The ISME Journal 12/2014; 9(4). DOI:10.1038/ismej.2014.234 · 9.30 Impact Factor
"The CR of the analyzed water masses did in some cases exhibit pronounced changes with changes in O 2 concentration (Table 2 and Fig. 4), but seen as an average of the measured values for all locations there is very little O 2 dependence above O 2 concentrations of about 500 nmol L À 1 , and the K m values can thus in general be assumed to be below 250 nmol L À 1 . Apparent K m values for these mixed communities below 300–250 nmol L À 1 are not surprising, as even the low affinity terminal oxidases have been reported to have K m values in that range (Morris and Schmidt, 2013). Further Kalvelage and colleagues (Kalvelage et al., 2013) detected genes for high affinity terminal oxidases in the ETSP OMZ waters. "
[Show abstract][Hide abstract] ABSTRACT: Highly sensitive STOX O2 sensors were used for determination of in situ O2 distribution in the eastern tropical north and south Pacific oxygen minimum zones (ETN/SP OMZs), as well as for laboratory determination of O2 uptake rates of water masses at various depths within these OMZs. Oxygen was generally below the detection limit (few nmol L−1) in the core of both OMZs, suggesting the presence of vast volumes of functionally anoxic waters in the eastern Pacific Ocean. Oxygen was often not detectable in the deep secondary chlorophyll maximum found at some locations, but other secondary maxima contained up to ~0.4 µmol L−1. Directly measured respiration rates were high in surface and subsurface oxic layers of the coastal waters, reaching values up to 85 nmol L−1 O2 h−1. Substantially lower values were found at the depths of the upper oxycline, where values varied from 2–33 nmol L−1 O2 h−1. Where secondary chlorophyll maxima were found the rates were higher than in the oxic water just above. Incubation times longer than 20 h, in the all-glass containers, resulted in highly increased respiration rates. Addition of amino acids to the water from the upper oxycline did not lead to a significant initial rise in respiration rate within the first 20 h, indicating that the measurement of respiration rates in oligotrophic ocean water may not be severely affected by low levels of organic contamination during sampling. Our measurements indicate that aerobic metabolism proceeds efficiently at extremely low oxygen concentrations with apparent half-saturation concentrations (Km values) ranging from about 10 to about 200 nmol L−1.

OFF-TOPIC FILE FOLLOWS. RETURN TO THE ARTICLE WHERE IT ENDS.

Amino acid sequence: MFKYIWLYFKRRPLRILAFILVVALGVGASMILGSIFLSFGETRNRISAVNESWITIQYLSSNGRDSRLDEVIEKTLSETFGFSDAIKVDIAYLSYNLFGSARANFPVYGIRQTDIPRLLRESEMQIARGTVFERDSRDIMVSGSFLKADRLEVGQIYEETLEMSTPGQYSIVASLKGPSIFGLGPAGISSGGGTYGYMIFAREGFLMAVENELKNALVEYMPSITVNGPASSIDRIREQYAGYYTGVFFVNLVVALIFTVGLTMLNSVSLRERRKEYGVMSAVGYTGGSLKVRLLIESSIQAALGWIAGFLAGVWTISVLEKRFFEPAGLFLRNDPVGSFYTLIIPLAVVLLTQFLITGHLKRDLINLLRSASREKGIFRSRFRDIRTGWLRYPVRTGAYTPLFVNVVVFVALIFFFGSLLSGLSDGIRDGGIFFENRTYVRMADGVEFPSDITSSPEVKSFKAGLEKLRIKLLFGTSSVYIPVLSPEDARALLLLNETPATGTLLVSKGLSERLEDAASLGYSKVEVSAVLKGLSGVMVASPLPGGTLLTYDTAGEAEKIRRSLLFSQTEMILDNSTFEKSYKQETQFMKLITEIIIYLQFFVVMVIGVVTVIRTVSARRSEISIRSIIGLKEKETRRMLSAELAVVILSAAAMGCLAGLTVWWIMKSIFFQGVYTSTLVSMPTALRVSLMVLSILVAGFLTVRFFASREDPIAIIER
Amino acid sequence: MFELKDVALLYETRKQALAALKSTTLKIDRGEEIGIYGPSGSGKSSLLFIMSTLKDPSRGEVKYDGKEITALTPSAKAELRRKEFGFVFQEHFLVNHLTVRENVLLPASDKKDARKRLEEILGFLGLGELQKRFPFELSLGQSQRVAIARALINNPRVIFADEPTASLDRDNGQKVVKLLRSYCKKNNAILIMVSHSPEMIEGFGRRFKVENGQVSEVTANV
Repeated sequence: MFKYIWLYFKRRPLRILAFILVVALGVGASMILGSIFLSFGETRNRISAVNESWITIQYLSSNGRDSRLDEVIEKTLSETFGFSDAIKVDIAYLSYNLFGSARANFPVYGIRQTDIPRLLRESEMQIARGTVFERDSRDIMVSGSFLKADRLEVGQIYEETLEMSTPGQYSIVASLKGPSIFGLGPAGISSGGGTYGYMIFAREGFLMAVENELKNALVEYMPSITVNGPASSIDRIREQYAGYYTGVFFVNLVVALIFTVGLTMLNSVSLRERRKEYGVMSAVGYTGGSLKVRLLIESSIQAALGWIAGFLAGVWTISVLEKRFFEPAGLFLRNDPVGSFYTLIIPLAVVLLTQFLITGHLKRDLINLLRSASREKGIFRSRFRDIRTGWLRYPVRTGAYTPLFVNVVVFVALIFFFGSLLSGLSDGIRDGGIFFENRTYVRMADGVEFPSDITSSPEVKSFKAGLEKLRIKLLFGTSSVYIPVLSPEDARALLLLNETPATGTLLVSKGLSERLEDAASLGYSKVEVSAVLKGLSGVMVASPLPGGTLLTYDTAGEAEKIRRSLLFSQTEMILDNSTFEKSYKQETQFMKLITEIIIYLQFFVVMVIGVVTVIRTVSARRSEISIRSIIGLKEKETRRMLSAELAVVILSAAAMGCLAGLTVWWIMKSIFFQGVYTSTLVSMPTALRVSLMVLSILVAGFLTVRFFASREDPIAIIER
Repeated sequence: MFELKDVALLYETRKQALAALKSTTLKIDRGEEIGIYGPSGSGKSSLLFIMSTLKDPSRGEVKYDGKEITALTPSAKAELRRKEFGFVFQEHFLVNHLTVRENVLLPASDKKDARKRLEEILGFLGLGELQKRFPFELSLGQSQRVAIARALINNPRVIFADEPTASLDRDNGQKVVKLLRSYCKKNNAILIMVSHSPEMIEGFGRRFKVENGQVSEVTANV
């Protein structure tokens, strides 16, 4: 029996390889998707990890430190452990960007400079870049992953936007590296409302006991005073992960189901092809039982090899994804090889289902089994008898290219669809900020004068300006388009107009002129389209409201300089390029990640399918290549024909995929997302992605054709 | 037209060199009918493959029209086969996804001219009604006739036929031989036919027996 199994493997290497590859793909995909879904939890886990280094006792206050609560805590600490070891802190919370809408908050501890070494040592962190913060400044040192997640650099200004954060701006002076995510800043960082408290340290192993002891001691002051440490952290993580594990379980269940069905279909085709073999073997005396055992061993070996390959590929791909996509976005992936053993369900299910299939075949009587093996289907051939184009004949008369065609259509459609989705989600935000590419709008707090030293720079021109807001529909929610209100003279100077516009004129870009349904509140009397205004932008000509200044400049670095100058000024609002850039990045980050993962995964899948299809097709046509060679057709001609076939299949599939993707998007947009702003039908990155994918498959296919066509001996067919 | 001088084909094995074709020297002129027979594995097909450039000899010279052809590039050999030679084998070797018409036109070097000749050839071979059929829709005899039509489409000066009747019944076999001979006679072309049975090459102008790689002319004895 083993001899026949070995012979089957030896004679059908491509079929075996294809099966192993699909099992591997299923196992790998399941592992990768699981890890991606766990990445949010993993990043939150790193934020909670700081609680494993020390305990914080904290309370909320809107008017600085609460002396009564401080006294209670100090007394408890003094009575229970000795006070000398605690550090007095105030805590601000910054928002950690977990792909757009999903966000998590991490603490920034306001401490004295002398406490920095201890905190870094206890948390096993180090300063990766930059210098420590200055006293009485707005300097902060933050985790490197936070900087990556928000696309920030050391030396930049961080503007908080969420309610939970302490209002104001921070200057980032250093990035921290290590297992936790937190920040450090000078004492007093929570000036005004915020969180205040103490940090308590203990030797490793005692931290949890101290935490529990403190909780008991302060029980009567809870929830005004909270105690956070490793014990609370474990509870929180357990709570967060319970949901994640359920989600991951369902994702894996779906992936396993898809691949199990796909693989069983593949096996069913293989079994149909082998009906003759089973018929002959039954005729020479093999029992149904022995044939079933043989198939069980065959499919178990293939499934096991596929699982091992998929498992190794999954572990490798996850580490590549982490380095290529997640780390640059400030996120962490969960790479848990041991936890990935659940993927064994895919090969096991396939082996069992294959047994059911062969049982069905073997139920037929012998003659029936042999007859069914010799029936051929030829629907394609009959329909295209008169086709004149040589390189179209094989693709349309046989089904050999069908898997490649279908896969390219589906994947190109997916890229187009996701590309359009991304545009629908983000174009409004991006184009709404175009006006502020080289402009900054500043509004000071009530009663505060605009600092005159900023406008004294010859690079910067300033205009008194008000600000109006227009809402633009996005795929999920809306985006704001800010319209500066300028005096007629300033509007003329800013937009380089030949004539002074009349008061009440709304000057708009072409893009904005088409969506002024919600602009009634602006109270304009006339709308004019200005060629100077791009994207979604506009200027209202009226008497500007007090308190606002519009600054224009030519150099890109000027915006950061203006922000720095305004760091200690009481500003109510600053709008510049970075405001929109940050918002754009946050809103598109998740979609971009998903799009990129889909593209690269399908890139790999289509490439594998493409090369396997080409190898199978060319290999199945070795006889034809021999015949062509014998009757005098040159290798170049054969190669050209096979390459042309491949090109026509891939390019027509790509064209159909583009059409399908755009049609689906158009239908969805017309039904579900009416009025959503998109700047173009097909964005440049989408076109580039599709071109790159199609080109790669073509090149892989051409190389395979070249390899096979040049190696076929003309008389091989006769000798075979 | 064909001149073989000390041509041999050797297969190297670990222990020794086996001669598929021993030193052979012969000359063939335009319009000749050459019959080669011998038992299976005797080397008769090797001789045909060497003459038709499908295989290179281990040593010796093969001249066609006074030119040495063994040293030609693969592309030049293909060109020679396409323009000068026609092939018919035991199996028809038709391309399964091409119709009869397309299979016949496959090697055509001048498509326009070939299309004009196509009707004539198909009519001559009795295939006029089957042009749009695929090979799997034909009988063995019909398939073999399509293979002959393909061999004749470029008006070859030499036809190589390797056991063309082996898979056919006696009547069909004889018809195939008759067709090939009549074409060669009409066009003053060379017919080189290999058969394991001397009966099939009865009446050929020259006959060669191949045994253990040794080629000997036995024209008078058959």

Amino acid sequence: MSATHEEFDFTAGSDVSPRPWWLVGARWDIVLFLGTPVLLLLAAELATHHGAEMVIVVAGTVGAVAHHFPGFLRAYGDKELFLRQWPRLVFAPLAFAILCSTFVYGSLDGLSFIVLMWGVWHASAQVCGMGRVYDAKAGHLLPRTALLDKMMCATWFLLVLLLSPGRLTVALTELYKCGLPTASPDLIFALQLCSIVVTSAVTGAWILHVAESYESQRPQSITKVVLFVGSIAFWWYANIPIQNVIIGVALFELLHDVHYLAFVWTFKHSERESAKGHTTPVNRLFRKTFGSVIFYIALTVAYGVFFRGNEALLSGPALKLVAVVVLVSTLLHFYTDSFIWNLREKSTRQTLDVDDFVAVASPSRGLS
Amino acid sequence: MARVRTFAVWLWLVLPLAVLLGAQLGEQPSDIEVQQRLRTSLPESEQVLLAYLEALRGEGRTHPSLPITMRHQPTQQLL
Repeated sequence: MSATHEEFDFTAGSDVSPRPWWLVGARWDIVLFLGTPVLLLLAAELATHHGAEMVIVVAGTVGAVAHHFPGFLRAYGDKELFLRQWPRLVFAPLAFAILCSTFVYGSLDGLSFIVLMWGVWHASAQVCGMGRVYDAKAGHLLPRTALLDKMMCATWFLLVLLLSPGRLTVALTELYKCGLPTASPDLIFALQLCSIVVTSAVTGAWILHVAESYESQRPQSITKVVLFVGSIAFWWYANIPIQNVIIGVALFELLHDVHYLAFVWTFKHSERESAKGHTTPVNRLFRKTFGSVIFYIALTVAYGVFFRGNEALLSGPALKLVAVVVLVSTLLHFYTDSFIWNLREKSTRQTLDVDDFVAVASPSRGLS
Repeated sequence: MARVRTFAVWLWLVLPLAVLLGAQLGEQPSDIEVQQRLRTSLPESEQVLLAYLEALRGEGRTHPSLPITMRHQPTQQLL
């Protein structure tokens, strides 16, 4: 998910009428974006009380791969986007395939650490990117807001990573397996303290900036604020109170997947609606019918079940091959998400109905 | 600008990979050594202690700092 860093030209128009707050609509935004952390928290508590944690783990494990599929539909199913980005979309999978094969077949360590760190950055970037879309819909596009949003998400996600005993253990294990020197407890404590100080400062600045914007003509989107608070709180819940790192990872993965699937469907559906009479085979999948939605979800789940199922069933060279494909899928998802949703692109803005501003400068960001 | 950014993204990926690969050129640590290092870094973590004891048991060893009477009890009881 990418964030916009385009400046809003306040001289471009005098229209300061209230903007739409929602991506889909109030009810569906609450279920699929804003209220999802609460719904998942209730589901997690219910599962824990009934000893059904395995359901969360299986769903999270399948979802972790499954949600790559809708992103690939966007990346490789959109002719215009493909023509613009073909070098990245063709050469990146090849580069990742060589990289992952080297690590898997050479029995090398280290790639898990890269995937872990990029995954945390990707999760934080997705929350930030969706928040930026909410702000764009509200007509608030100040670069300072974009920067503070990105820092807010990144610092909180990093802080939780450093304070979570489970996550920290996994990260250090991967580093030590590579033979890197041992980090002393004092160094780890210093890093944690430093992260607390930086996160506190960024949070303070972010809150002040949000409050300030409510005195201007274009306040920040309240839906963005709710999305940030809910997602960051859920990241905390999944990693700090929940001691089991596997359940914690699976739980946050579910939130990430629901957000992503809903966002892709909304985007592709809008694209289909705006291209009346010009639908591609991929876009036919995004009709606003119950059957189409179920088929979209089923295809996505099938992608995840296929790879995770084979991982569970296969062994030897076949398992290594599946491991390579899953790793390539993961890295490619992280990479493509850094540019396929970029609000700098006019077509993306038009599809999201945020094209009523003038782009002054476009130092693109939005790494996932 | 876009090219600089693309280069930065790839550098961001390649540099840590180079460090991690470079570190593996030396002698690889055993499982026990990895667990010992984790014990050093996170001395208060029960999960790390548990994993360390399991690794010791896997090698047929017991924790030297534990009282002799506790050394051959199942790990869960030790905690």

Deep Sea Research Part I Oceanographic Research Papers 12/2014; 94. DOI:10.1016/j.dsr.2014.10.001 · 2.57 Impact Factor
Data provided are for informational purposes only. Although carefully collected, accuracy cannot be guaranteed. The impact factor represents a rough estimation of the journal's impact factor and does not reflect the actual current impact factor. Publisher conditions are provided by RoMEO. Differing provisions from the publisher's actual policy or licence agreement may be applicable.